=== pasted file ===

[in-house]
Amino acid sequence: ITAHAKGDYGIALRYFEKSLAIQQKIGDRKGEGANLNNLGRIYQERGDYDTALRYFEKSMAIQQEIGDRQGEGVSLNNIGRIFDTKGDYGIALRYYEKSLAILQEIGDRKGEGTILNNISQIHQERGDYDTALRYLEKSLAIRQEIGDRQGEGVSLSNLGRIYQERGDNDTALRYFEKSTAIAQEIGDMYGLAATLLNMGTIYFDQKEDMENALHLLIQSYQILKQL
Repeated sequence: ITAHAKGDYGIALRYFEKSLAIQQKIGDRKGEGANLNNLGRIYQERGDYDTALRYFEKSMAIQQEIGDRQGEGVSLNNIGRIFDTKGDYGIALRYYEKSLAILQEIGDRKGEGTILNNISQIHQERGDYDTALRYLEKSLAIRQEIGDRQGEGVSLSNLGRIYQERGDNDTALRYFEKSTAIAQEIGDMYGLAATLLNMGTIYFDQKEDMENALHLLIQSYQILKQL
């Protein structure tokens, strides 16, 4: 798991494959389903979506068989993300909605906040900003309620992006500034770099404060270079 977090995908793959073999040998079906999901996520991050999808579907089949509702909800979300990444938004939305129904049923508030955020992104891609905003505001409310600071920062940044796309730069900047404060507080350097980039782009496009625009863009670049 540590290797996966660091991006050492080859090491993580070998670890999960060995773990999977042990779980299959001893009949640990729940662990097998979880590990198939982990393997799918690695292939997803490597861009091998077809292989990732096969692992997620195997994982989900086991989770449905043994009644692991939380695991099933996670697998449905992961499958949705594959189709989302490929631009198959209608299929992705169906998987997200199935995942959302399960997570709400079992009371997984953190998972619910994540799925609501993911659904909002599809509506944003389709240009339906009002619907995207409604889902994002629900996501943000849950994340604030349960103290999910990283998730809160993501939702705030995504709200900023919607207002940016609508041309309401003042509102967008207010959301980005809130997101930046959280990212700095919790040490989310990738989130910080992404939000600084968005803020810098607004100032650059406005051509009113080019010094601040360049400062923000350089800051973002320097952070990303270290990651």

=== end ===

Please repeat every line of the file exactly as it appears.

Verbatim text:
[in-house]
Amino acid sequence: ITAHAKGDYGIALRYFEKSLAIQQKIGDRKGEGANLNNLGRIYQERGDYDTALRYFEKSMAIQQEIGDRQGEGVSLNNIGRIFDTKGDYGIALRYYEKSLAILQEIGDRKGEGTILNNISQIHQERGDYDTALRYLEKSLAIRQEIGDRQGEGVSLSNLGRIYQERGDNDTALRYFEKSTAIAQEIGDMYGLAATLLNMGTIYFDQKEDMENALHLLIQSYQILKQL
Repeated sequence: ITAHAKGDYGIALRYFEKSLAIQQKIGDRKGEGANLNNLGRIYQERGDYDTALRYFEKSMAIQQEIGDRQGEGVSLNNIGRIFDTKGDYGIALRYYEKSLAILQEIGDRKGEGTILNNISQIHQERGDYDTALRYLEKSLAIRQEIGDRQGEGVSLSNLGRIYQERGDNDTALRYFEKSTAIAQEIGDMYGLAATLLNMGTIYFDQKEDMENALHLLIQSYQILKQL
């Protein structure tokens, strides 16, 4: 798991494959389903979506068989993300909605906040900003309620992006500034770099404060270079 977090995908793959073999040998079906999901996520991050999808579907089949509702909800979300990444938004939305129904049923508030955020992104891609905003505001409310600071920062940044796309730069900047404060507080350097980039782009496009625009863009670049 540590290797996966660091991006050492080859090491993580070998670890999960060995773990999977042990779980299959001893009949640990729940662990097998979880590990198939982990393997799918690695292939997803490597861009091998077809292989990732096969692992997620195997994982989900086991989770449905043994009644692991939380695991099933996670697998449905992961499958949705594959189709989302490929631009198959209608299929992705169906998987997200199935995942959302399960997570709400079992009371997984953190998972619910994540799925609501993911659904909002599809509506944003389709240009339906009002619907995207409604889902994002629900996501943000849950994340604030349960103290999910990283998730809160993501939702705030995504709200900023919607207002940016609508041309309401003042509102967008207010959301980005809130997101930046959280990212700095919790040490989310990738989130910080992404939000600084968005803020810098607004100032650059406005051509009113080019010094601040360049400062923000350089800051973002320097952070990303270290990651």